Neither source seems to record Ibn Fadlān's complete report. Yāqūt offers excerpts, several times claims that Ibn Fadlān recounted his return to Bagdad, but does not quote such material. Meanwhile, the text in Razawi Library MS 5229 breaks off part way through describing the Khazars. One noteworthy aspect of the Volga Bulgars that Ibn Fadlan focused on was their religion and the institution of Islam in these territories; the Bulgar king had invited religious instruction as a gesture of homage to the Abbasids in exchange for financial and military support, Ibn Fadlan's mission as a faqih was one of proselytization as well as diplomacy. For example, Ibn Fadlan details in his encounter that the Volga Bulgar Khan commits an error in his prayer exhortations by repeating the prayer twice. One scholar calls it an “illuminating episode” in the text where Ibn Fadlan expresses his great anger and disgust over the fact that the Khan and the Volga Bulgars in general are practicing some form of imperfect and doctrinally unsound Islam.
In general, Ibn Fadlan recognized and judged the peoples of central Eurasia he encountered by the possession and practice of Islam, along with their efforts put forth to utilize and foster Islamic faith and social practice in their respective society. Many of the peoples and societies to Ibn Fadlan were "like asses gone astray, they have no religious bonds with God, nor do they have recourse to reason". A substantial portion of Ibn Fadlan's account is dedicated to the description of a people he called the Rūs or Rūsiyyah. Western scholarship has assumed that he was describing Volga Vikings, the North Germanic tribes travelling the Volga trade route, though the identification of the people Ibn Fadlān describes is uncertain; the Rūs appear as traders. They are described as having bodie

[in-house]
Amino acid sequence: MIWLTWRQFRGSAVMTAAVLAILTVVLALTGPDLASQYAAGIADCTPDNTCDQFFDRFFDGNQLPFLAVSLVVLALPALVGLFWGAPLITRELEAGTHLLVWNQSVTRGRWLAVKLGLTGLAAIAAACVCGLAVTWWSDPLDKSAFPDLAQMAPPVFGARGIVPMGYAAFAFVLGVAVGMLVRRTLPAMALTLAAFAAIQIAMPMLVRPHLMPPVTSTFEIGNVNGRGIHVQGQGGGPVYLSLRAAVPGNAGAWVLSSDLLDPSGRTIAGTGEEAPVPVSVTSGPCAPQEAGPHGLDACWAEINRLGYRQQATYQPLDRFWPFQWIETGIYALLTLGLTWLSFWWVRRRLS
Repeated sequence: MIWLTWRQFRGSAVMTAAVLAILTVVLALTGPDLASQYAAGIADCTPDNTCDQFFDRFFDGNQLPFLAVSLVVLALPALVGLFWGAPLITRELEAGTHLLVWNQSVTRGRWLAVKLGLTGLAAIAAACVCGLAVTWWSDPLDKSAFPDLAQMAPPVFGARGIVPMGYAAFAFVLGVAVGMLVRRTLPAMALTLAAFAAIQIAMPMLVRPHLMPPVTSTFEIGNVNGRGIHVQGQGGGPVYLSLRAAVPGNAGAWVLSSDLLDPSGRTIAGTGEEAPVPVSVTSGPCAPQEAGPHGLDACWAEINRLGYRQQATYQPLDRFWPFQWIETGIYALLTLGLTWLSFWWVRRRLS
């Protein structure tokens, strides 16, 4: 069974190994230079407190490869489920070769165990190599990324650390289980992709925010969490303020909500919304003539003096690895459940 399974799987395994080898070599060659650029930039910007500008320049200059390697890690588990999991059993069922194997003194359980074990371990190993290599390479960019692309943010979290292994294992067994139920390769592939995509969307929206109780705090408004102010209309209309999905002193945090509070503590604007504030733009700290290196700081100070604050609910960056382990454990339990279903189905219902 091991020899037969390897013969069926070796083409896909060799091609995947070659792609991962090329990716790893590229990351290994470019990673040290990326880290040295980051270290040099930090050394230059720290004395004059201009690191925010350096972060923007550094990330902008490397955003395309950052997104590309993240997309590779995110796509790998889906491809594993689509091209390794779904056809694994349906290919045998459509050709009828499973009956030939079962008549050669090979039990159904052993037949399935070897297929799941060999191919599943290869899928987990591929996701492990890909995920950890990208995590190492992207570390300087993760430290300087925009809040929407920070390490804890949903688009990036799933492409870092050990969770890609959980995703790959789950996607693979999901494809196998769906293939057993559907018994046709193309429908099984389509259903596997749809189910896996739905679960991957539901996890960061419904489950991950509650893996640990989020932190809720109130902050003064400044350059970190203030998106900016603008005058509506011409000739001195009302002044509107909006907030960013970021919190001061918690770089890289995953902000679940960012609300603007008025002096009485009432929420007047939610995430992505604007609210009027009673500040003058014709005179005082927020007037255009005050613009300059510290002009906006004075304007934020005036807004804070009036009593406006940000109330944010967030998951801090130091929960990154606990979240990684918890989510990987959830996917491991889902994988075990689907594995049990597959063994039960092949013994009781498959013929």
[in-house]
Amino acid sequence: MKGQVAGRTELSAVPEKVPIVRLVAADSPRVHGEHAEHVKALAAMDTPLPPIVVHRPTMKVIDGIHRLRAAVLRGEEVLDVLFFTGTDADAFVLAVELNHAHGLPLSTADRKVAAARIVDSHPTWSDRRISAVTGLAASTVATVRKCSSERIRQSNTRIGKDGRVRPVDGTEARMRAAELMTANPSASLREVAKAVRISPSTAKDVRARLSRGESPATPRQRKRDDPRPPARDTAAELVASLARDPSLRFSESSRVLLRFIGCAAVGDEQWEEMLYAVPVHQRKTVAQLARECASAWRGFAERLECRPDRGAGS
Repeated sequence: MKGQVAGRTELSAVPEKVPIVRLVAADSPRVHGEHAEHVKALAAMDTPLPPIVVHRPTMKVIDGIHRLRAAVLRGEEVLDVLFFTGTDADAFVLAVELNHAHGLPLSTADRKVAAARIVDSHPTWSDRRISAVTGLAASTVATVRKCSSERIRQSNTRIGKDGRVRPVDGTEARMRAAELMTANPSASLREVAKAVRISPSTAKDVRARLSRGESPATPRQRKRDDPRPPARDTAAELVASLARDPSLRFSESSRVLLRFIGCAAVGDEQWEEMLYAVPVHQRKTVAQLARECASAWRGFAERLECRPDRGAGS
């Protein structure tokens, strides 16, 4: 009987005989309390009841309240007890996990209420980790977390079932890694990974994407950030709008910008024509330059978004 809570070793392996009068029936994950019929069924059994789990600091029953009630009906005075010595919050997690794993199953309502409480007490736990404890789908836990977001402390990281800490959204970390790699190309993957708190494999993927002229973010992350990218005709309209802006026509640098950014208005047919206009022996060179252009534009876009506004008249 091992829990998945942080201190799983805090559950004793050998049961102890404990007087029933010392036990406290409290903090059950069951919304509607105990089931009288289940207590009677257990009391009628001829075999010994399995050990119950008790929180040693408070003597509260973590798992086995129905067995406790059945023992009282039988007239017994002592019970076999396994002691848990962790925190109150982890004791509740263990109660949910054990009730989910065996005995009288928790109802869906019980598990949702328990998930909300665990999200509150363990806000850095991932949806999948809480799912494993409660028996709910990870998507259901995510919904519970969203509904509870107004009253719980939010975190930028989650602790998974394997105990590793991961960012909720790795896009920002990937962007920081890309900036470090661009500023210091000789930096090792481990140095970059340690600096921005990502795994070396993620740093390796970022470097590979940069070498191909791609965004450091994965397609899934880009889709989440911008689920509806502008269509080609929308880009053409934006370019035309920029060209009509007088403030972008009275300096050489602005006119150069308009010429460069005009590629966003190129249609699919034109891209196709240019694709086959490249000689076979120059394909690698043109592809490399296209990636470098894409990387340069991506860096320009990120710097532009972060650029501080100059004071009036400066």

The Ghaznavid dynasty was a Persianate Muslim dynasty of Turkic mamluk origin, at their greatest extent ruling large parts of Iran, much of Transoxiana and the northwest Indian subcontinent from 977 to 1186. The dynasty was founded by Sabuktigin upon his succession to rule of the region of Ghazna after the death of his father-in-law, Alp Tigin, a breakaway ex-general of the Samanid Empire from Balkh, north of the Hindu Kush in Greater Khorasan. Although the dynasty was of Central Asian Turkic origin, it was Persianised in terms of language, culture and habits and hence is regarded by some as a "Persian dynasty". Sabuktigin's son, Mahmud of Ghazni, declared independence from the Samanid Empire and expanded the Ghaznavid Empire to the Amu Darya, the Indus River and the Indian Ocean in the East and to Rey and Hamadan in the west. Under the reign of Mas'ud I, the Ghaznavid dynasty began losing control over its western territories to the Seljuq dynasty after the Battle of Dandanaqan, resulting in a restriction of its holdings to modern-day Afghanistan, Pakistan.